Show Less
Restricted access

Recht nach dem Arabischen Frühling

Beiträge zum islamischen Recht IX


Edited By Bruno Menhofer and Dirk Otto

Der von der Gesellschaft für arabisches und islamisches Recht herausgegebene Band enthält die Vorträge, die auf der Jahrestagung der Gesellschaft 2012 in Heidelberg gehalten wurden. Ergänzt werden diese durch eine Reihe von Vorträgen, die ebenfalls die Veränderungen der rechtlichen Strukturen nach dem Arabischen Frühling in den betroffenen Ländern und im gesamten Rechtskreis islamisch beeinflusster Rechtsordnungen zum Gegenstand haben. Die Beiträge spannen dabei einen Bogen von den islamischen Einflüssen auf die ägyptische Verfassung über Chancen der Rechtsentwicklung im Arabischen Frühling und Strukturen des Vereins- und Versicherungsrechts bis hin zu aktuellen Fragen der Schiedsgerichtsbarkeit in Saudi-Arabien.
Show Summary Details
Restricted access

Corporate Social Responsibility in Egypt, Lessons learned



By Sherif El Saadani, LL.M, Attorney at Zaki Hashem and Partners, Cairo, Egypt


Corporate Philanthropy is now considered an important line item in the agenda of every public relations department in Egyptian companies that can afford to operate one. Meanwhile, a coinciding trend of sponsoring/funding non-profit social programs is increasingly gaining popularity among companies in Egypt. This trend could be viewed as an attempt by Egyptian companies to follow the increasing global phenomenon that is Corporate Social Responsibility. Corporate Social Responsibility (CSR) is a term used to refer to modern standards of corporate philanthropy that have proven to achieve better results for the welfare of society as a whole. This article aims to illustrate the principles of CSR; the appraisal of CSR practices worldwide and particularly, in Egypt; the monitoring of previous and current endeavors to support CSR in Egypt; and finally to recommend efficient steps of change to the current CSR approach of the Egyptian government.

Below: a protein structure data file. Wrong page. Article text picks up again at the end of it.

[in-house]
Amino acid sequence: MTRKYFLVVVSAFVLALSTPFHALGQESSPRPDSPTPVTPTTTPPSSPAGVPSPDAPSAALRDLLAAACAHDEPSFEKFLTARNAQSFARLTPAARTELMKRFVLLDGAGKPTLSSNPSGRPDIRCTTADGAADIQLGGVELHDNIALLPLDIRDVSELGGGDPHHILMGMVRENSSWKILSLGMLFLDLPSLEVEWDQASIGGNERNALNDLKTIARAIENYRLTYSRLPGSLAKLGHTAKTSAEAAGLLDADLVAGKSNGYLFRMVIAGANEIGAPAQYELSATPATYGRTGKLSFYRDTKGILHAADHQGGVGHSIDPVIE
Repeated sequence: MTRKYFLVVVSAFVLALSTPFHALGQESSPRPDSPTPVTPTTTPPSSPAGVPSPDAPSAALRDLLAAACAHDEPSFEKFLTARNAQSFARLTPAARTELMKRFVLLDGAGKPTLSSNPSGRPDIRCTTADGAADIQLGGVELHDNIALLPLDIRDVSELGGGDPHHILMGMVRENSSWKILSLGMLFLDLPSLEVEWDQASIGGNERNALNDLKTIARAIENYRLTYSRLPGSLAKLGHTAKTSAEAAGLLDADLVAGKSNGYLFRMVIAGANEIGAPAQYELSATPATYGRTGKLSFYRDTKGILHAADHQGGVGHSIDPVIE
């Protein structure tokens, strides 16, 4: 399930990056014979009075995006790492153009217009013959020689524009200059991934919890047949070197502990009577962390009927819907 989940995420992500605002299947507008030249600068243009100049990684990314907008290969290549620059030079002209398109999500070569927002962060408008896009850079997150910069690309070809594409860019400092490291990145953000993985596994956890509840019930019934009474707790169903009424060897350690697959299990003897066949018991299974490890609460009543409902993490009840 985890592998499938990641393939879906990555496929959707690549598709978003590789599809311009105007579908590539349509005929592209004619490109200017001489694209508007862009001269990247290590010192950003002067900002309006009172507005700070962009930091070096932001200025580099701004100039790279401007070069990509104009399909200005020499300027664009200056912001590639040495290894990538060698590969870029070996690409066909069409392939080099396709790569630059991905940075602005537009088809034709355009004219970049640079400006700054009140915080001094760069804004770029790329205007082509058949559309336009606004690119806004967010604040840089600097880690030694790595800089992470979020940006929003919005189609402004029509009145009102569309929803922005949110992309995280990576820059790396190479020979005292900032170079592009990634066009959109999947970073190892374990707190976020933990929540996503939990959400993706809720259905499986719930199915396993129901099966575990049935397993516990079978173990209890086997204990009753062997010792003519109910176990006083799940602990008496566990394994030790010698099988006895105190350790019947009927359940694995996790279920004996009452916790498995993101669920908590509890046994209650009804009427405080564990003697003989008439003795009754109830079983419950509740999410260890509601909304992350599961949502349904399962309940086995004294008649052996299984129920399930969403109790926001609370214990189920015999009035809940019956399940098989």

I.  Introduction

Peter Drucker said: “If you find an executive that wants to take on social responsibilities, fire him. Fast.”1

In his controversial and significantly often cited article The Social Responsibility of Business is to Increase its Profits in the New York Times (1970), the Nobel Prize winning Economist, Milton Friedman, described businesspersons that claim a social responsibility for corporations as “unwitting puppets of the intellectual forces that have been undermining the basis of a free society”.2 For...

You are not authenticated to view the full text of this chapter or article.

This site requires a subscription or purchase to access the full text of books or journals.

Do you have any questions? Contact us.

Or login to access all content.